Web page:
Noughts and Crosses by Malorie Blackman

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Callum McGreggor is a nought, he is pale skinned. Persephone (Sephy) Hadley is a Cross, she is dark skinned. Crosses and noughts do not mix and they are never friends. There is a clear divide between the two and the Crosses are superior to the noughts simply because of their coveted dark skin. Crosses are there to rule the world and hold all the good jobs, noughts are there to serve them. But Callum and Sephy have been friends since they were kids. Can they stay strong in a world of noughts and Crosses?

The idea behind this story was good. I really enjoyed the plot, and since I enjoy dystopian that doesn’t follow the typical themes this suited suited my reading tastes. I felt the way it played out was realistic and the characters were believable. I liked how this idea was a twist on what we already know and I admire the author for undertaking this feat.

But there were a lot of problems with this book. In the beginning I felt patronised because the writing was childish: “He actually kissed me! Wowee! Zowee!” – I have never heard anyone say “zowee” and I felt like she was overemphasizing the immaturity of a fourteen-year-old.

For quite a way through the book “noughts” has a lower case “n” and “Crosses” an upper case “C”. I remember thinking this was an interesting way to show that Crosses are more important and noughts are lesser. But then towards the end of the book they became “Noughts” and “Crosses”, both with upper case starting letters and no reason for the switch. This annoyed me a little bit because it felt like the author had let something symbolic slip.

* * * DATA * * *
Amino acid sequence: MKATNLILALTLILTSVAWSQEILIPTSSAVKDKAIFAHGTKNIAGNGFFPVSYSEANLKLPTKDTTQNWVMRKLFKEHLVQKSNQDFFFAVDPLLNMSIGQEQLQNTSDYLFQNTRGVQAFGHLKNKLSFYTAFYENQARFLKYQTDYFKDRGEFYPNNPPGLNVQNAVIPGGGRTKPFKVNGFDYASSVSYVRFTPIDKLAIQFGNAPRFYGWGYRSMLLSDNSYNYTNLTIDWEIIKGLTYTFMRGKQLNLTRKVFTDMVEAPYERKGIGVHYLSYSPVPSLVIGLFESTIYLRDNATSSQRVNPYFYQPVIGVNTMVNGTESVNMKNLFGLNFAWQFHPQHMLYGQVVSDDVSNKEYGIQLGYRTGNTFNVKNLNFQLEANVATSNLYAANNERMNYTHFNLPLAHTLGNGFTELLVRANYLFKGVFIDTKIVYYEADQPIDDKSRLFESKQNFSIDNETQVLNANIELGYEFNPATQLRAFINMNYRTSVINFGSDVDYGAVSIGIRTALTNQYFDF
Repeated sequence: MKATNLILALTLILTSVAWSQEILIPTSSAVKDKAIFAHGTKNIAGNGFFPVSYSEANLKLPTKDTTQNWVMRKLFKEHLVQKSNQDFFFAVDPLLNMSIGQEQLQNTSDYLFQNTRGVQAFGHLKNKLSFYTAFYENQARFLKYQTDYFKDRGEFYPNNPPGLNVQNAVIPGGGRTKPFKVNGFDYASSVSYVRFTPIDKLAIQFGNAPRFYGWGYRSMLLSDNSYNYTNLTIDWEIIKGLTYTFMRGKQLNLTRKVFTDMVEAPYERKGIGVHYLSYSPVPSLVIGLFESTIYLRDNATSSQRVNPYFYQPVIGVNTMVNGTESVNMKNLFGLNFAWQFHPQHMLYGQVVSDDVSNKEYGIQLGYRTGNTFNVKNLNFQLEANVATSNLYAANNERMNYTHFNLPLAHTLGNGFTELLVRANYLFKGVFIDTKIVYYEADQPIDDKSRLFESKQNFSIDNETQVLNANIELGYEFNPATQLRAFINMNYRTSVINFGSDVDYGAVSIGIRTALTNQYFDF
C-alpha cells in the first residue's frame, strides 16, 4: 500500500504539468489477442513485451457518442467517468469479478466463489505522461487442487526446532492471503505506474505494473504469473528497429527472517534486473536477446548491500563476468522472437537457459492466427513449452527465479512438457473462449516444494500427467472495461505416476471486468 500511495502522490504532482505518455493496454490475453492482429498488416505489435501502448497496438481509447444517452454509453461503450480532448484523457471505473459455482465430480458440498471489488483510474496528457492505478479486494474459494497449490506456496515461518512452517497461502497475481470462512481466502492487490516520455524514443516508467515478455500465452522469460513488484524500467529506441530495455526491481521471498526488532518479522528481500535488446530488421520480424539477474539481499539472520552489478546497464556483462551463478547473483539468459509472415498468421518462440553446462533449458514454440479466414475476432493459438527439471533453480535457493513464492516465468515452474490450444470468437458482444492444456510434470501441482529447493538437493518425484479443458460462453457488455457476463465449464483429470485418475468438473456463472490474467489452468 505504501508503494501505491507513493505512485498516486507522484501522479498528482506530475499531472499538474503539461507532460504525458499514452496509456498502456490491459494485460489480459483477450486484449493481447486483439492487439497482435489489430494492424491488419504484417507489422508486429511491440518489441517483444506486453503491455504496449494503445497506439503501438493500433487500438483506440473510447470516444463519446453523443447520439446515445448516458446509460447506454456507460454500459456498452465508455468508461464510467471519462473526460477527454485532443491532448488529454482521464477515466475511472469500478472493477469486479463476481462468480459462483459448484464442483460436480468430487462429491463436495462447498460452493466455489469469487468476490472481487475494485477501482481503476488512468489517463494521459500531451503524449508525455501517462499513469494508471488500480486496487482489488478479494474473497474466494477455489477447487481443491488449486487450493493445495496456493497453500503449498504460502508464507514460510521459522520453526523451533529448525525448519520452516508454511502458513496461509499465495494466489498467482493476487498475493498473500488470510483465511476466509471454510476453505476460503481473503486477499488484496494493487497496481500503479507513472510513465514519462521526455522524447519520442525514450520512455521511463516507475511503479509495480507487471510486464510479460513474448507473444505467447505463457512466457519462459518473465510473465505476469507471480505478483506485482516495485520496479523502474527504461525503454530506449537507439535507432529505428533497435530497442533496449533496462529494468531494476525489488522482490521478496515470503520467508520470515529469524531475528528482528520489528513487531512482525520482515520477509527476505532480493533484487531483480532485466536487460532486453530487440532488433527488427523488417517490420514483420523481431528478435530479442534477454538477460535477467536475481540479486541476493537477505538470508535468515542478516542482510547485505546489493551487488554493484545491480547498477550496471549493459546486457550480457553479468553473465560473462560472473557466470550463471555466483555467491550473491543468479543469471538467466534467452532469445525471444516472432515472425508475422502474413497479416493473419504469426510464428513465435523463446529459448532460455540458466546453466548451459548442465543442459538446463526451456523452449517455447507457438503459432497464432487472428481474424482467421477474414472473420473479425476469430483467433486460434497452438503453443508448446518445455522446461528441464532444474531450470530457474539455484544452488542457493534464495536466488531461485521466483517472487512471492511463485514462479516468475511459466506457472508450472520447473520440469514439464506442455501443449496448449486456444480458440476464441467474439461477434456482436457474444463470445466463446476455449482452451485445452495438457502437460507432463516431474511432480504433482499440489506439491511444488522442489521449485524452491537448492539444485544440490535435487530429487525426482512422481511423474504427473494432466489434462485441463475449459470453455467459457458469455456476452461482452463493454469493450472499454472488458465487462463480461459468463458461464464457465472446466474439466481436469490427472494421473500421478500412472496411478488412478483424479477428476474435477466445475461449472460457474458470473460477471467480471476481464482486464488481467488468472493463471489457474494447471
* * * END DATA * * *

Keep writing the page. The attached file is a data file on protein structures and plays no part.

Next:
As someone who has read many articles on writing, I know that common writing advice is to keep the reader hooked by never finishing a chapter or even a scene with closure. Rather the reader should be baited into reading more by have something new and exciting happen. Blackman tried hard to do this, several times, but she didn’t execute it well enough. For example she would say something like “I was shocked to hear what she had to say” at the end of the chapter but then when I turned the page, it wouldn’t tell me what “she” had to say but other random events would occur and only several pages and scenes later would she get back to that point. This honestly just left me frustrated because it was too easy to forget things that had happened and it interrupted the flow.

The book was also just a little bit slow. It took me four days to read the 446 page book, and it had big print. I should have been done a lot faster than that (particularly since I was up until 1 or 2 in the morning reading when I couldn’t sleep). But because it felt set up to drag me into it, I was unable to get lost in the book.

So in conclusion, the story and plot were good. The basic idea behind the book was good too. The execution, not nearly up to standard. It simply wasn’t all it could have been.

Buy Noughts and Crosses Here